Submitted to: Asociacion Nacional De Especialistas En Ciencas
Publication Type: Proceedings
Publication Acceptance Date: February 24, 2005
Publication Date: April 27, 2005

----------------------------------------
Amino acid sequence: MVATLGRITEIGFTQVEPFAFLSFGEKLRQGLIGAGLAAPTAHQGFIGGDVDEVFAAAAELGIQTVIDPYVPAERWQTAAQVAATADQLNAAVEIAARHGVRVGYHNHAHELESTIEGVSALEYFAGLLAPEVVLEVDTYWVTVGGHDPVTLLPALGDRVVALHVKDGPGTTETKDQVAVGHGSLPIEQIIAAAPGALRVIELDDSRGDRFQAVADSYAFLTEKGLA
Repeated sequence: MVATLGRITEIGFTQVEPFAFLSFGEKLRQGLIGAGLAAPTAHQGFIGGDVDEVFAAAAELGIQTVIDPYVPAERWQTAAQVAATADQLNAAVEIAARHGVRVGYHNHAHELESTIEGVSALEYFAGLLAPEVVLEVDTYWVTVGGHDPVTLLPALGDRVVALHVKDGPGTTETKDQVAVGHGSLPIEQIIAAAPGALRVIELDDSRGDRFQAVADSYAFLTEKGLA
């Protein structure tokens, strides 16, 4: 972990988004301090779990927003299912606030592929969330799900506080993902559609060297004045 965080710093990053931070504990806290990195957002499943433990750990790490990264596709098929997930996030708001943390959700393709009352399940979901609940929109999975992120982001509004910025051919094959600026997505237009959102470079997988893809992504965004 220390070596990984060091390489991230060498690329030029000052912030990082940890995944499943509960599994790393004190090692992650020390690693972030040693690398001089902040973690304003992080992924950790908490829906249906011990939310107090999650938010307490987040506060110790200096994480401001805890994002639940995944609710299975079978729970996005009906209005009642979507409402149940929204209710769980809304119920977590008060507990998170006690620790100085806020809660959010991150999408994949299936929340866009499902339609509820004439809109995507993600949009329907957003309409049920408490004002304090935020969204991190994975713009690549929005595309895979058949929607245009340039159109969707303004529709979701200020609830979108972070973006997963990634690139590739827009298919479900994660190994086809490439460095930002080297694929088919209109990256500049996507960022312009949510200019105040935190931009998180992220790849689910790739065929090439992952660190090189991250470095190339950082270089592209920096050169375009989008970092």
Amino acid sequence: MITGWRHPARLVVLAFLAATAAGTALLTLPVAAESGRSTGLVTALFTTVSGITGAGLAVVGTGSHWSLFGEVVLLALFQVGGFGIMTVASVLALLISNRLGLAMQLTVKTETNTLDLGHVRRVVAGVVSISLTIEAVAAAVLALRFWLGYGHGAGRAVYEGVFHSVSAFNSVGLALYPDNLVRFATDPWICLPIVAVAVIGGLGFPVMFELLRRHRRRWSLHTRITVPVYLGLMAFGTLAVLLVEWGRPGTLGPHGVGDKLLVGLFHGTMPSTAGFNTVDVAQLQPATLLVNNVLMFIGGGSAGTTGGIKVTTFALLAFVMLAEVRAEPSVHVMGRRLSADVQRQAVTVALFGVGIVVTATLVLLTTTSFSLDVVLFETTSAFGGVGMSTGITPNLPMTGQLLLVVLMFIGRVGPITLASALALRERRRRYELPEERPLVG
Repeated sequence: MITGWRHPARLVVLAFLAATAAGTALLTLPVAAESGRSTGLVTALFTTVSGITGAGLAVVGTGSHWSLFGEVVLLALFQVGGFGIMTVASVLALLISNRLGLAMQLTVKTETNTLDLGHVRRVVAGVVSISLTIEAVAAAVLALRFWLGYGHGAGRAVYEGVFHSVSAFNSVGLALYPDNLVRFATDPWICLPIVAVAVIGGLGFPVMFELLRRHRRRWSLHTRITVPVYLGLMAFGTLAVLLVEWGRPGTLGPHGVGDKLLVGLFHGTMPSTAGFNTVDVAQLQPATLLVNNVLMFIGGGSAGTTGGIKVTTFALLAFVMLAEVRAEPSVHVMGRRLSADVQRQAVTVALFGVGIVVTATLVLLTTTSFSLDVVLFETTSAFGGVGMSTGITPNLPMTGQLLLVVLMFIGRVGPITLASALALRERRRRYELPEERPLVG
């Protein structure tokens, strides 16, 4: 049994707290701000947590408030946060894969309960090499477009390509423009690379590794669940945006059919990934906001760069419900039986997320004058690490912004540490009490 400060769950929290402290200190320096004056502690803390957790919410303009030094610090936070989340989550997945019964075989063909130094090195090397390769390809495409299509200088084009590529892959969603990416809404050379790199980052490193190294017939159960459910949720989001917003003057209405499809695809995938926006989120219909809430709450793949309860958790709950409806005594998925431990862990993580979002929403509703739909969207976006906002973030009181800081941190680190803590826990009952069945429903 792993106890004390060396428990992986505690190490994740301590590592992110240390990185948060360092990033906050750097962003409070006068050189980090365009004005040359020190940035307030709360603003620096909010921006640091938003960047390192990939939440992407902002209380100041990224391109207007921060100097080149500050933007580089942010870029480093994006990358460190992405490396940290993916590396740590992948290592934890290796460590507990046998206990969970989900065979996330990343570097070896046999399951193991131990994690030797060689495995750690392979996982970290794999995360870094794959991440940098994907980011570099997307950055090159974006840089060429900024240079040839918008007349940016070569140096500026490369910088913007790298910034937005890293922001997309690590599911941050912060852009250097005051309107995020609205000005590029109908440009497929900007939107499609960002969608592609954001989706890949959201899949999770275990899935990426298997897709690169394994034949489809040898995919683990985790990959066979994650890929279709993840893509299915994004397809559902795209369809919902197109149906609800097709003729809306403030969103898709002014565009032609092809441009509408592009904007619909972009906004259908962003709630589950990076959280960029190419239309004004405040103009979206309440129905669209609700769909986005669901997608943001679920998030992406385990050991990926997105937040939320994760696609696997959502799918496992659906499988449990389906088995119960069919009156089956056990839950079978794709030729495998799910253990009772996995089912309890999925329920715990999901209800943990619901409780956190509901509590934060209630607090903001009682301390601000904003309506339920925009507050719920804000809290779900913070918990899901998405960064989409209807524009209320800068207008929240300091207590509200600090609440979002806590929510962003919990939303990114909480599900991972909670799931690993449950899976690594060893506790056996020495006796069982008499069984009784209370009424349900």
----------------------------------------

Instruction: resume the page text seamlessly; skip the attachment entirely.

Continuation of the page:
Citation: Kogut, M.H. 2005. The impact of innate immunity on disease resistance and susceptibility in poultry. XXX Convencion Anual de ANECA, April 27-30, 2005, Puerto Vallarta, Mexico. 2005 CDROM. Technical Abstract: The immune system of vertebrates is made up of two functional branches, the innate and acquired. Acquired immunity, the clonal expansion of T and B cells by specific antigens, has been intensively studied over the years. Innate immunity (the non-clonal, primarily non-specific response to pathogens) has been regarded for years as simply the 'first line of defense' that serves to limit infections during the first few hours after exposure, but does little else until the clonal expansion of the more sophisticated acquired immune response. However, this canon has changed dramatically over the last 10 years. It has become readily apparent that the host response to microbial pathogens in the earliest stages of infections is one of the most critical determinants in disease resistance and susceptibility. Thus, the innate response is more vital to the overall responsiveness of the host than originally conceived. The most up-to-date research shows that innate host defenses plays three main roles in the overall response to infections: 1) recognition of an organism as 'infectious or non-infectious', 2) control of the initial infections to reduce and/or prevent the pathogenesis of the disease, and 3) initiation of the correct specific acquired response. It is this third functional role of the innate response that demonstrates it as the central coordinator of the host systemic defenses. Current research in our lab is focused on characterizing the role of the heterophil (avian equivalent to the mammalian neutrophil) in the innate host defenses against bacterial infections. We have investigated three phenomena: 1) the ability of heterophils to be primed by cytokines; 2) the ability of heterophils to recognize opsonized and non-opsonized Salmonella enteritidis via PRRs and to respond by producing cytokines that influence the local immune responses; and 3) that differences in resistance to Salmonella infection in different lines of chickens may, at least in part, be explained by differences in the ability of their heterophils to produce cytokines.